A Little Bit About Photo History (In Pictures)

by thomaspeterflood


Silver Halide Crystals, seen here under and electron microscope, are the basis for photosensitive emulsions. Light, acting as a form of energy, creates localised changes to these crystals. Silver atoms are formed and create a latent/hidden image. This is then revealed by the use of chemical developer. It is this process that allows for exposures that last for only a fraction of a second.


With enough time the latent image can eventually be seen by the naked eye. This is a modern-day roll of film exposed to an image for a couple of days. The developer allows this process to happen in the dark room and means you don’t have to stand around with your camera for several days.


And that is exactly what had to happen for this photograph to be created. It is ‘View from the window at Le Gras’ and was taken by Nicéphore Niépce in 1826/7, it remains as the earliest surviving camera photograph. This would of been exposed to light over several of days. One of the main advances in photography over the subsequent years was the ability to capture an image in a fraction of a second.


Just over ten years later Louis Daguerre, with his metal based process, had reduced this exposure time to minutes rather than days. His photograph, ‘Boulevard du Temple’, taken in 1838, is generally accepted to be the earliest photograph to contain people. On the street below you can see a man getting his shoes shined. This meant he stood still long enough so that the light (or lack of light in the case of his silhouette) from his figure registered an affect on the silver halides in Daguerre’s camera. The traffic on the other hand, and presumably other moving people, remain invisible. If only they had known the immortality that awaited them had they just stood still!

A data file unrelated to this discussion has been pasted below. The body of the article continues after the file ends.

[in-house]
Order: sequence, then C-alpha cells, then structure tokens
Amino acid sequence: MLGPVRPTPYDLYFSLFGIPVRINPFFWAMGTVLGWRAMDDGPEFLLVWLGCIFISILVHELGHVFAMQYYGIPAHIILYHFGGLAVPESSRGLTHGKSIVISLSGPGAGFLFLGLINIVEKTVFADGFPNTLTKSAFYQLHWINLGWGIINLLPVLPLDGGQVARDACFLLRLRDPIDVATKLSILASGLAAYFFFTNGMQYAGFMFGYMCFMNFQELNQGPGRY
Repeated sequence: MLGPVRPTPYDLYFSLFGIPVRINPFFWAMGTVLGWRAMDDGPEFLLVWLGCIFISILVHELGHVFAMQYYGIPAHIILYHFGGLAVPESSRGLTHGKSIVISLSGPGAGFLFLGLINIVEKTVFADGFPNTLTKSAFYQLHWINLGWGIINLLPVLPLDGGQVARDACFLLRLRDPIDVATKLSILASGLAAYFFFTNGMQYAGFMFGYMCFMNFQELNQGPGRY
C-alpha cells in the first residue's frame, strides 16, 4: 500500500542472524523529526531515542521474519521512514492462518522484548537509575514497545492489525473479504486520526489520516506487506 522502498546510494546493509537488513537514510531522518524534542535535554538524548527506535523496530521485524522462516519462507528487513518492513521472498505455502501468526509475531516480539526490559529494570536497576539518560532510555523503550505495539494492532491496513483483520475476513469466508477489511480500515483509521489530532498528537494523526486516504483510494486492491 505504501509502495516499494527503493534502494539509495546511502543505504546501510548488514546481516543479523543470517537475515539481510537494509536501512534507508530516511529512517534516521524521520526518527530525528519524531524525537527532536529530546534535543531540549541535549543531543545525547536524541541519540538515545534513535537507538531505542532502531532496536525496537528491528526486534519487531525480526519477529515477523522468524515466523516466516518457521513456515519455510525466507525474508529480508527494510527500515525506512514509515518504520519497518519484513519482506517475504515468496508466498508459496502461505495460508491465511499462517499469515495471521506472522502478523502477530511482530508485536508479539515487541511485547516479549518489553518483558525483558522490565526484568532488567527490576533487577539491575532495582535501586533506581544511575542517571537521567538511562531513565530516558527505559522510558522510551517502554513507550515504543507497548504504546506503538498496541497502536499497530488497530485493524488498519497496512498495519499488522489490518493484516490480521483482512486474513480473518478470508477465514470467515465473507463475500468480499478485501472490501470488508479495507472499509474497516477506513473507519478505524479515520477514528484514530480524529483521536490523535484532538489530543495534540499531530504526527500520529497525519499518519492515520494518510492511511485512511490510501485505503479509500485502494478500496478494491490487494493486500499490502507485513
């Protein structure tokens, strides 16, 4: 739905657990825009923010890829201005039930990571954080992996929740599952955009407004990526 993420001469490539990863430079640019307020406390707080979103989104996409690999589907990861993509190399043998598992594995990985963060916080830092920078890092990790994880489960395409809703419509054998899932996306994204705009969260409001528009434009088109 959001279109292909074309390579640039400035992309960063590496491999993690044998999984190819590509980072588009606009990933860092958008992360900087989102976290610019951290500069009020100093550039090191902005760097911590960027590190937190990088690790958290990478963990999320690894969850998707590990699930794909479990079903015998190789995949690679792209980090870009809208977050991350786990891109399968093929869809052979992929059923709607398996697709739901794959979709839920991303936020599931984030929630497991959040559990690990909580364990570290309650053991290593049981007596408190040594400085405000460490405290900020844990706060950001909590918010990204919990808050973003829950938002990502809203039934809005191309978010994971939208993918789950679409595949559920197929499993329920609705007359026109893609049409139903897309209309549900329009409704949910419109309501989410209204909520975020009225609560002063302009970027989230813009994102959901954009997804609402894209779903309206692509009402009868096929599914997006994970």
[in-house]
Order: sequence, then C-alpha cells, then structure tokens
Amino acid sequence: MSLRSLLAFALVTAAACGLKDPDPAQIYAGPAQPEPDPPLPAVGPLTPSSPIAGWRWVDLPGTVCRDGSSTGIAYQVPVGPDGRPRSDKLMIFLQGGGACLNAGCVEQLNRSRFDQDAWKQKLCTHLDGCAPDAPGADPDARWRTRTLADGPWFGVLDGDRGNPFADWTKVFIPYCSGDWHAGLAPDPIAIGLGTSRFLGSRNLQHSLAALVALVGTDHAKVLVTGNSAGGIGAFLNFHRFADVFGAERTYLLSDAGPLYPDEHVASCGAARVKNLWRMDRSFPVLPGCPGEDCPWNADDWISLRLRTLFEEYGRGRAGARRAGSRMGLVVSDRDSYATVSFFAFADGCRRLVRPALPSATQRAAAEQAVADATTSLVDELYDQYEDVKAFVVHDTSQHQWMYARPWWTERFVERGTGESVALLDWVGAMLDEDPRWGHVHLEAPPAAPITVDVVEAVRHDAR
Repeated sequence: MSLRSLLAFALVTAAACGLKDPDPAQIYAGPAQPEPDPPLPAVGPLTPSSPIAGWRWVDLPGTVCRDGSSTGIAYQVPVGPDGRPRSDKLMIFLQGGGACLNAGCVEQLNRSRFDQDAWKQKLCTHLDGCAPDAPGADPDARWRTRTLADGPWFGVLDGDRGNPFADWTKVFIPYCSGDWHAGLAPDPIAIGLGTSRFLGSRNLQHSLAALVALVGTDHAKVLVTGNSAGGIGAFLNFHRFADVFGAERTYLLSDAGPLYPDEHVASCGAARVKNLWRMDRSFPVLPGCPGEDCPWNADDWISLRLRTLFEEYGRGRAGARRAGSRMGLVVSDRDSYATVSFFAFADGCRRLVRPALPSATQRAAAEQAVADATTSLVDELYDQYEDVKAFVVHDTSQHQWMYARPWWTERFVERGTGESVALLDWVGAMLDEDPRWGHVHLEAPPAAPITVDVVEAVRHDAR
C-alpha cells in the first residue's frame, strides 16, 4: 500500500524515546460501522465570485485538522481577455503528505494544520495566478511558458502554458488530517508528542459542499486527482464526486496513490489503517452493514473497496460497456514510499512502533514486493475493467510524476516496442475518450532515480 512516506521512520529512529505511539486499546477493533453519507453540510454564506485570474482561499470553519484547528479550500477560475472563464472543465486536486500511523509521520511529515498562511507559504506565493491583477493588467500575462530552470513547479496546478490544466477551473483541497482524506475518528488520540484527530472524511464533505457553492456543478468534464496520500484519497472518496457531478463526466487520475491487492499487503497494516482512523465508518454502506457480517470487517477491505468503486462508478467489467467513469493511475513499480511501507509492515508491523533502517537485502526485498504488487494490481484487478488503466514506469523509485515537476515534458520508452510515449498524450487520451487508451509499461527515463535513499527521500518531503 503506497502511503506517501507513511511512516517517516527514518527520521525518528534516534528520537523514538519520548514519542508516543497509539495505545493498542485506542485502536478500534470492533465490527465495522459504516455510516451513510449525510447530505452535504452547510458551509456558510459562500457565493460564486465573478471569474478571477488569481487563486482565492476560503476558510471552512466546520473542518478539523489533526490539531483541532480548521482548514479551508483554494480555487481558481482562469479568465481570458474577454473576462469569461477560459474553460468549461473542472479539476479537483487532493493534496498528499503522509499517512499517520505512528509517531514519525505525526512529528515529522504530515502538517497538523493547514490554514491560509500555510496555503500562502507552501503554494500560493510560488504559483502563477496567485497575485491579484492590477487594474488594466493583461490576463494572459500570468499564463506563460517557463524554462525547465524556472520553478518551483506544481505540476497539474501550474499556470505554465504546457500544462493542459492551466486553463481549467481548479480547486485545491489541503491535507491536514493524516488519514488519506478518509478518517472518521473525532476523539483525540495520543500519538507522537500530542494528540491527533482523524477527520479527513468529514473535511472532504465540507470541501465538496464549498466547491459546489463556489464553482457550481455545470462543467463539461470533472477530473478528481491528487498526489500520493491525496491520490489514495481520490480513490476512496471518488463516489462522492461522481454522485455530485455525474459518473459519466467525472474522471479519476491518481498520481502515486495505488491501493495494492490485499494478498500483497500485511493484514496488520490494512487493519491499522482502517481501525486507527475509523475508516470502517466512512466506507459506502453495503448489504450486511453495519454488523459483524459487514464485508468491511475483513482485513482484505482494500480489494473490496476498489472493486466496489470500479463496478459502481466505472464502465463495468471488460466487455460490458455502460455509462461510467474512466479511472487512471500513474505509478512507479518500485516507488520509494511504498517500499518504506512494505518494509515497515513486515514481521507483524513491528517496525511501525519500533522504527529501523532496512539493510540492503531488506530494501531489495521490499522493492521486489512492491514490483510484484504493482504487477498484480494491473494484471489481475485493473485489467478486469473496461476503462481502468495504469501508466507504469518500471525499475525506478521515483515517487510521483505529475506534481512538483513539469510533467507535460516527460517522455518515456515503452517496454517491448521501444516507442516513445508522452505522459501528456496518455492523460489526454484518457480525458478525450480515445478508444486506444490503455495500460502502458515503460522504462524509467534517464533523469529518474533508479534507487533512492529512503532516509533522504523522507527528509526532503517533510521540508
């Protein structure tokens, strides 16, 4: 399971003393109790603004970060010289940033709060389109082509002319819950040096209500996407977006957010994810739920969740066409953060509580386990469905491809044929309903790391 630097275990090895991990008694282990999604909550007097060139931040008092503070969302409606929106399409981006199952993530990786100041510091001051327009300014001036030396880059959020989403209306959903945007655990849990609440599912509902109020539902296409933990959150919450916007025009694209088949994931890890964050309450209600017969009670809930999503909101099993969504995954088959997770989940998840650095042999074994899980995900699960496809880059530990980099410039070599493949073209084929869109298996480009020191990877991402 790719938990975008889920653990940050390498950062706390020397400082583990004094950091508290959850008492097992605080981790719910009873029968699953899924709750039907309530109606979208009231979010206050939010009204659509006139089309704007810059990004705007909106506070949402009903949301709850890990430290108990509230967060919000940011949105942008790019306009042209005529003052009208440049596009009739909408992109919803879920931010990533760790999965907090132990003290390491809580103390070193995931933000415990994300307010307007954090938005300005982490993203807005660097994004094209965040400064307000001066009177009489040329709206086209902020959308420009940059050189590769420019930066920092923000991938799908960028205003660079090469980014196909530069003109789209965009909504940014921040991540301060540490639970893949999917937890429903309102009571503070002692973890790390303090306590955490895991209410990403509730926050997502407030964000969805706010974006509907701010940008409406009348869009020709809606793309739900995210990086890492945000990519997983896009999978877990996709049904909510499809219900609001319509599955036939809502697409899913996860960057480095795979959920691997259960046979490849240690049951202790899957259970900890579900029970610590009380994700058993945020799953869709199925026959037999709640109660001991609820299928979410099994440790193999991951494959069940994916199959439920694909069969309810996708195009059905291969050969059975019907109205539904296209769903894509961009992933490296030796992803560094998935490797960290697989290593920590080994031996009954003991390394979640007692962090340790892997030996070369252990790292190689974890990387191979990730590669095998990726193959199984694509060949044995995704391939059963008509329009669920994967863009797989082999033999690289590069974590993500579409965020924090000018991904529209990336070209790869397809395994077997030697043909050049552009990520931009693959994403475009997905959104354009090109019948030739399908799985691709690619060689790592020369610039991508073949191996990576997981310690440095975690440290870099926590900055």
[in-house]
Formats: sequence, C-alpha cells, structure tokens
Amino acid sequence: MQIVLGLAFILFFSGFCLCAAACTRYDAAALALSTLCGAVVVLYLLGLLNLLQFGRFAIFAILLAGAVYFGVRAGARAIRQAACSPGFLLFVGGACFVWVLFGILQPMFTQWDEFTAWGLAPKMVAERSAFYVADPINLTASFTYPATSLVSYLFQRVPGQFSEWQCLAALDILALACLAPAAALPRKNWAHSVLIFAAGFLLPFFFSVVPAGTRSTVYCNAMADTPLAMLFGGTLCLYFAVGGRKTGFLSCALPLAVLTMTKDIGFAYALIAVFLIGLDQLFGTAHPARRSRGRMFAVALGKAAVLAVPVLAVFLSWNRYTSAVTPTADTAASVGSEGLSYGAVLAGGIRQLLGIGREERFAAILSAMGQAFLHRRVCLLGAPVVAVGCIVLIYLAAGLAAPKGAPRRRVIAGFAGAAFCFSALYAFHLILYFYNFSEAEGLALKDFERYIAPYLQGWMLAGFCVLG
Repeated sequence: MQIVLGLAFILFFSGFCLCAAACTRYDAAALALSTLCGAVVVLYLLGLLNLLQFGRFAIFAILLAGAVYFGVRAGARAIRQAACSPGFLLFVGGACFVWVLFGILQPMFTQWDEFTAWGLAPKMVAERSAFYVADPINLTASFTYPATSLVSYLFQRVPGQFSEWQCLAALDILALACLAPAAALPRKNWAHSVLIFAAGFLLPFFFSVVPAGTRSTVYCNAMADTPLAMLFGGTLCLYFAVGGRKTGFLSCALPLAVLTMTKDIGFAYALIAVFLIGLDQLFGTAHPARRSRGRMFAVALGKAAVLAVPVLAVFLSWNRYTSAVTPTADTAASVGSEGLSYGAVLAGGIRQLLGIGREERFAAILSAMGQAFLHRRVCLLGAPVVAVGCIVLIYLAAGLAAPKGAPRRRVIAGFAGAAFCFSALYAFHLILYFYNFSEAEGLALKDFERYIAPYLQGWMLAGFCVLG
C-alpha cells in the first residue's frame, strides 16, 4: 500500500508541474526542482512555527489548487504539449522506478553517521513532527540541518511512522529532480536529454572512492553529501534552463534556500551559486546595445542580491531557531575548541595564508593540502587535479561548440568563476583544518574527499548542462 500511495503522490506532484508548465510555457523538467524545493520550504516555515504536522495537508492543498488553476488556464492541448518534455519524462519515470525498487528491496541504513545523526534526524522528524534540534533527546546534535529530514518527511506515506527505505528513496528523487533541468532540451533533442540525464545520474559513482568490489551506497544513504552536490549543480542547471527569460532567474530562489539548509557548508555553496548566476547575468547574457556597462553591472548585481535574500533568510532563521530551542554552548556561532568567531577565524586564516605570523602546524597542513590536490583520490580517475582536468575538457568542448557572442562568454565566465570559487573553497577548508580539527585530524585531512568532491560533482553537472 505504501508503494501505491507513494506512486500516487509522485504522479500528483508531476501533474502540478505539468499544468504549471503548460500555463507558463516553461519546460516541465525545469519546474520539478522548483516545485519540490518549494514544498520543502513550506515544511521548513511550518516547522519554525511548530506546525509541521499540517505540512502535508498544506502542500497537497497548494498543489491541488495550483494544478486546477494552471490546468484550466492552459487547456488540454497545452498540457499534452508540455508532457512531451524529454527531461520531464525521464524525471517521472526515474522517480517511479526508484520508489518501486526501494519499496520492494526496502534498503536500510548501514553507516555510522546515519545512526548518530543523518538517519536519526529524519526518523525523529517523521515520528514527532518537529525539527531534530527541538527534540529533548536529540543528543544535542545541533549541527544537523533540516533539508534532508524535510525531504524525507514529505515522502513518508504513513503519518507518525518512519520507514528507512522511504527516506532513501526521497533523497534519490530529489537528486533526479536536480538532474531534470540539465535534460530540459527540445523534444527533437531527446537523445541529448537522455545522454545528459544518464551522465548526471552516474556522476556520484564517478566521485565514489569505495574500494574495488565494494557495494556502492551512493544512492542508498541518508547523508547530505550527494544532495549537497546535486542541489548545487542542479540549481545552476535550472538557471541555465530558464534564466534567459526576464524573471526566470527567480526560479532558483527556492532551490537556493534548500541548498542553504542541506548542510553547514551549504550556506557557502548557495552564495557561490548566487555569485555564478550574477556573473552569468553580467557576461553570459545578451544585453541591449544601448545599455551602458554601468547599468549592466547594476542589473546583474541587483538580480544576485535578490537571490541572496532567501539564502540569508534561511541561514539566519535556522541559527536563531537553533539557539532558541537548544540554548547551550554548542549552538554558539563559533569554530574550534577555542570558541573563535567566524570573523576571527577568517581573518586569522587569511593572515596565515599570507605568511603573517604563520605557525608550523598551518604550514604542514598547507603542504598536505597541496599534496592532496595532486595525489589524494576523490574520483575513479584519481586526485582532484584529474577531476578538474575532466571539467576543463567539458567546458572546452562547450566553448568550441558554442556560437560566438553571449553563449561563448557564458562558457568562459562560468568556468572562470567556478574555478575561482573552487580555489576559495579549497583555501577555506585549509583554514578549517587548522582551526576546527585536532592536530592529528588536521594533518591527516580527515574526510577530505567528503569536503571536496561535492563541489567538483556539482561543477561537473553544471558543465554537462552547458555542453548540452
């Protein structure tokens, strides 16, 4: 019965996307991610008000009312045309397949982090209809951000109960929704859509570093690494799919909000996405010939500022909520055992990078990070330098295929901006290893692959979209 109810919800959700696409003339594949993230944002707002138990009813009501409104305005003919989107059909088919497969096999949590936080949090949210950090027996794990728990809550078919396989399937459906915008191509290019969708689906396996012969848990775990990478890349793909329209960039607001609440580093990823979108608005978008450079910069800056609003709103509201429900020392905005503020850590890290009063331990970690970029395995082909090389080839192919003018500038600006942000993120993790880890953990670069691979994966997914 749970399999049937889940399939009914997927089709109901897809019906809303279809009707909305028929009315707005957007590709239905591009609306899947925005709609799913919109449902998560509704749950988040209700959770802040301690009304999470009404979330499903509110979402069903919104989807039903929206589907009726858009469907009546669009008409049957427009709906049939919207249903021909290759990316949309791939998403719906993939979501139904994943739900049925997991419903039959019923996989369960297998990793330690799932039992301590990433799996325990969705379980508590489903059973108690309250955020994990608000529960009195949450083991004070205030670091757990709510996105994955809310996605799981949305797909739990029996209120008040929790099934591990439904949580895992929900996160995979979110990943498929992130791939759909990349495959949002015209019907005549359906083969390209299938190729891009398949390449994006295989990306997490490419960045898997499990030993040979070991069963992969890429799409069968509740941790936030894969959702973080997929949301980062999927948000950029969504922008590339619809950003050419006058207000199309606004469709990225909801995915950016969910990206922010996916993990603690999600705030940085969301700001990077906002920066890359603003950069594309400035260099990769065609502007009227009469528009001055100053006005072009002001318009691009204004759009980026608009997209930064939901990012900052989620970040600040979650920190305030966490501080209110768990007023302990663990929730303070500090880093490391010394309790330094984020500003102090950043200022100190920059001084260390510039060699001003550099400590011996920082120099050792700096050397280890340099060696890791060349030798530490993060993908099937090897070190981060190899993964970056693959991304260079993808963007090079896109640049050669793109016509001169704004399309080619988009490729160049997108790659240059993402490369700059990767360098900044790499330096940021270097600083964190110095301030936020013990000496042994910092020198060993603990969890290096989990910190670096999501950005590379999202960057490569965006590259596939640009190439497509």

As early as 1861 there was advances in colour photography. Here is The first durable colour photograph, taken by Thomas Sutton in that same year.


An amazing photograph from the failed balloon expedition, to the North Pole, of S.A Andrée in 1897. The negatives were recovered over 30 years later and developed to shed some light on the mystery of this doomed expedition. This is a great example of how the latent image can remain in the crystals for a very long time.


Another important development in the history of photography was the development of the SLR camera which allowed the photographer to see exactly how the photo was composed by using a system of mirrors that allowed the image coming through the lens to be seen. Here is a diagram of a pentaprism, one of the most important components in an SLR, showing how the horizontally and vertically inverted image that is transmitted through the lens unit is corrected, allowing the photographer to see exactly how the photo is composed.


Rectaflex. This is the first pentaprism SLR camera. It went on sale in 1948.